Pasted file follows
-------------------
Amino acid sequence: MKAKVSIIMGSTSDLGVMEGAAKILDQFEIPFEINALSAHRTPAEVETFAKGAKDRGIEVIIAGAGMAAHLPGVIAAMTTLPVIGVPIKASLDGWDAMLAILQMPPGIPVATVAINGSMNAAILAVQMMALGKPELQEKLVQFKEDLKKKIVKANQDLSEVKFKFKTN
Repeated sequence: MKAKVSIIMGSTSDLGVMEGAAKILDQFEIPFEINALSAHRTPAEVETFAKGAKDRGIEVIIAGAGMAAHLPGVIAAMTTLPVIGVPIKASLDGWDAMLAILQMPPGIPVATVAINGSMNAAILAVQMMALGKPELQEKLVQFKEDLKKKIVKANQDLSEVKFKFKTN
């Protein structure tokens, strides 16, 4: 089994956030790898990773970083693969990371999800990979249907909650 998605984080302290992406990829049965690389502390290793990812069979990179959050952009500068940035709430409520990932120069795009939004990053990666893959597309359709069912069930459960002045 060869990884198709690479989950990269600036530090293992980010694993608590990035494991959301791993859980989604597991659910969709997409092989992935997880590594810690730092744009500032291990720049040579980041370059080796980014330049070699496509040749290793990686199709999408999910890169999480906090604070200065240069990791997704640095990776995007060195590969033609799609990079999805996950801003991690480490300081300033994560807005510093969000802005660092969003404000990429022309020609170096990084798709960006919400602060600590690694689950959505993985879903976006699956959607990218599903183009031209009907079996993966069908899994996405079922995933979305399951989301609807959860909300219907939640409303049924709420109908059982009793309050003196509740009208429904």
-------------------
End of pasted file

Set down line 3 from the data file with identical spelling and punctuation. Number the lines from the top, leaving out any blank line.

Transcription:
């Protein structure tokens, strides 16, 4: 089994956030790898990773970083693969990371999800990979249907909650 998605984080302290992406990829049965690389502390290793990812069979990179959050952009500068940035709430409520990932120069795009939004990053990666893959597309359709069912069930459960002045 060869990884198709690479989950990269600036530090293992980010694993608590990035494991959301791993859980989604597991659910969709997409092989992935997880590594810690730092744009500032291990720049040579980041370059080796980014330049070699496509040749290793990686199709999408999910890169999480906090604070200065240069990791997704640095990776995007060195590969033609799609990079999805996950801003991690480490300081300033994560807005510093969000802005660092969003404000990429022309020609170096990084798709960006919400602060600590690694689950959505993985879903976006699956959607990218599903183009031209009907079996993966069908899994996405079922995933979305399951989301609807959860909300219907939640409303049924709420109908059982009793309050003196509740009208429904």